Sony just blew a lot of goodwill. How, you ask? Well then, clearly you haven't heard the bad news over which PS3, PS4 and Vita owners are lamenting and Microsoft and Nintendo fans are gloating. The PlayStation Now Beta is now a paid program, and the prices aren't cheap. To give a general idea, the basic price for a PS3 title that was originally sold at retail can range from $2.99-4.99 per 4 hours, $5.99-$7.99 for a week, and $14.99-$29.99 to have it for 90 days. Even PlayStation Store exclusives, like Crazy Taxi, follow the same pricing model as the low-end retail games.
To give you an idea of how ridiculous this is, let's look at Saints Row: The Third. It's a game that's been free before via PlayStation Plus and can be purchased for $19.99 new from a number of sources. It also happens to be one of the PlayStation Now games that's $29.99 for a three months. An especially thrifty person could probably get two games for the price of select 90 day PlayStation Plus. Judging by the official FAQ, these prices could remain in effect after the beta has ended.
It's a serious problem, to be sure. After all, many of the titles are last generation games and we're in an economic climate where people can't exactly afford to be spending $6-8 on a one week rental, when a full game may even be $10 more. Or, more importantly, when a service like GameFly is $15.95 or $22.95 a month, depending on if you go with a one or two game plan.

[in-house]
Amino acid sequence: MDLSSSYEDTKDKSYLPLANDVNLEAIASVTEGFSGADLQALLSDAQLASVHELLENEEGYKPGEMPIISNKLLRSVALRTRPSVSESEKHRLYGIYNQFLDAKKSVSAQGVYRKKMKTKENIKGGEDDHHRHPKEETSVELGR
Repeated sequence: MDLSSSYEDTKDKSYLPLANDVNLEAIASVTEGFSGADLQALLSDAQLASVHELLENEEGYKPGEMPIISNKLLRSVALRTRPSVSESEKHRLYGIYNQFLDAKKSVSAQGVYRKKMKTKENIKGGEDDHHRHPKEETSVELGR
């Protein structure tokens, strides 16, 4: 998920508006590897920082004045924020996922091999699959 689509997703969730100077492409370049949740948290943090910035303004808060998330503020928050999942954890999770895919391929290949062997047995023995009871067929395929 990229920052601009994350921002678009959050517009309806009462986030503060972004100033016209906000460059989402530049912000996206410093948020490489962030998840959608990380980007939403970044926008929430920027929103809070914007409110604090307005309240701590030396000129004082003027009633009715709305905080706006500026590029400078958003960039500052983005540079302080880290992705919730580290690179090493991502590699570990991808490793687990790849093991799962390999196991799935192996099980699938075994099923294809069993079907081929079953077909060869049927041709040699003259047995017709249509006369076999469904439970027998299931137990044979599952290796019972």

The high prices aren't the only problem with this change to the PlayStation Now beta. The fact that Sony expects people participating to pay is. The idea of a beta is to determine if a service is working. Charging at this stage is going to deter people from doing something very important: trying the games. If people aren't playing the PlayStation Now beta titles because they aren't willing to shell out $2.99-$4.99 for a few hours of a dated title, Sony won't know if the servers can stand the load. They also won't get valuable feedback on how the game is running for customers depending on the platform, internet provider and service plan.
Not to mention, charging for people to PlayStation Now beta games is going to damage the relationship with customers. Let me put it this way: people don't want to pay to be guinea pigs. It took a lot of audacity on Sony's part to expect people to already pay to stream various games, knowing that there's a good chance they'll experience all kinds of bugs, hiccups and delays.
We know PlayStation Now isn't some kind of magical gift from above. It's a new part of Sony's business plan, and of course they're going to charge for the games and offer subscription plans. It just isn't right or fair to be asking for money at this point in the service's lifespan. Sony's not only hurting the people who are paying their salaries, but this move will do a disservice to the program as well.